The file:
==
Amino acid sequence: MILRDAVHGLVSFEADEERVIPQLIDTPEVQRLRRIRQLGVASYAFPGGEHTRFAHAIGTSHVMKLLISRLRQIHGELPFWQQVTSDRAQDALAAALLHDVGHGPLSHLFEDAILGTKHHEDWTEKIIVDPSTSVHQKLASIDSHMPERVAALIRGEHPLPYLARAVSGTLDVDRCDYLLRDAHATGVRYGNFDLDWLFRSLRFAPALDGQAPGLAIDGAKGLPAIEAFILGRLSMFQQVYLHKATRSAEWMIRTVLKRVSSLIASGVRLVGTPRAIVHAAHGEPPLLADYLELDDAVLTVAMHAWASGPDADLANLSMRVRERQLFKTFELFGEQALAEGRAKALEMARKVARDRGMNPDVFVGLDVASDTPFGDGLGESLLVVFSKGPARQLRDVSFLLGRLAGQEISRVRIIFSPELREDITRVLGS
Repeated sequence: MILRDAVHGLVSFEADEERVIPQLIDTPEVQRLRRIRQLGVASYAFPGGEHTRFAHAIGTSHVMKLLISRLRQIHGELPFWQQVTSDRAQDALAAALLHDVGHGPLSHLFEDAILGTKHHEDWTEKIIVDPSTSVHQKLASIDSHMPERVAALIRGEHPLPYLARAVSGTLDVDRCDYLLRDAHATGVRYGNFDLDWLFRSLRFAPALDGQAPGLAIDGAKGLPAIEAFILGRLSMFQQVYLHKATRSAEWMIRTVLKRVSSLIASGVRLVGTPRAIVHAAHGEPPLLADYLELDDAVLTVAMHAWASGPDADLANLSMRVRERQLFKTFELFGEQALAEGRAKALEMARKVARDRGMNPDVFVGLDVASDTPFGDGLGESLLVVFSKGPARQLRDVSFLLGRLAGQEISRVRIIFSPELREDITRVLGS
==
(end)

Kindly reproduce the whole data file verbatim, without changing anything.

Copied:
Amino acid sequence: MILRDAVHGLVSFEADEERVIPQLIDTPEVQRLRRIRQLGVASYAFPGGEHTRFAHAIGTSHVMKLLISRLRQIHGELPFWQQVTSDRAQDALAAALLHDVGHGPLSHLFEDAILGTKHHEDWTEKIIVDPSTSVHQKLASIDSHMPERVAALIRGEHPLPYLARAVSGTLDVDRCDYLLRDAHATGVRYGNFDLDWLFRSLRFAPALDGQAPGLAIDGAKGLPAIEAFILGRLSMFQQVYLHKATRSAEWMIRTVLKRVSSLIASGVRLVGTPRAIVHAAHGEPPLLADYLELDDAVLTVAMHAWASGPDADLANLSMRVRERQLFKTFELFGEQALAEGRAKALEMARKVARDRGMNPDVFVGLDVASDTPFGDGLGESLLVVFSKGPARQLRDVSFLLGRLAGQEISRVRIIFSPELREDITRVLGS
Repeated sequence: MILRDAVHGLVSFEADEERVIPQLIDTPEVQRLRRIRQLGVASYAFPGGEHTRFAHAIGTSHVMKLLISRLRQIHGELPFWQQVTSDRAQDALAAALLHDVGHGPLSHLFEDAILGTKHHEDWTEKIIVDPSTSVHQKLASIDSHMPERVAALIRGEHPLPYLARAVSGTLDVDRCDYLLRDAHATGVRYGNFDLDWLFRSLRFAPALDGQAPGLAIDGAKGLPAIEAFILGRLSMFQQVYLHKATRSAEWMIRTVLKRVSSLIASGVRLVGTPRAIVHAAHGEPPLLADYLELDDAVLTVAMHAWASGPDADLANLSMRVRERQLFKTFELFGEQALAEGRAKALEMARKVARDRGMNPDVFVGLDVASDTPFGDGLGESLLVVFSKGPARQLRDVSFLLGRLAGQEISRVRIIFSPELREDITRVLGS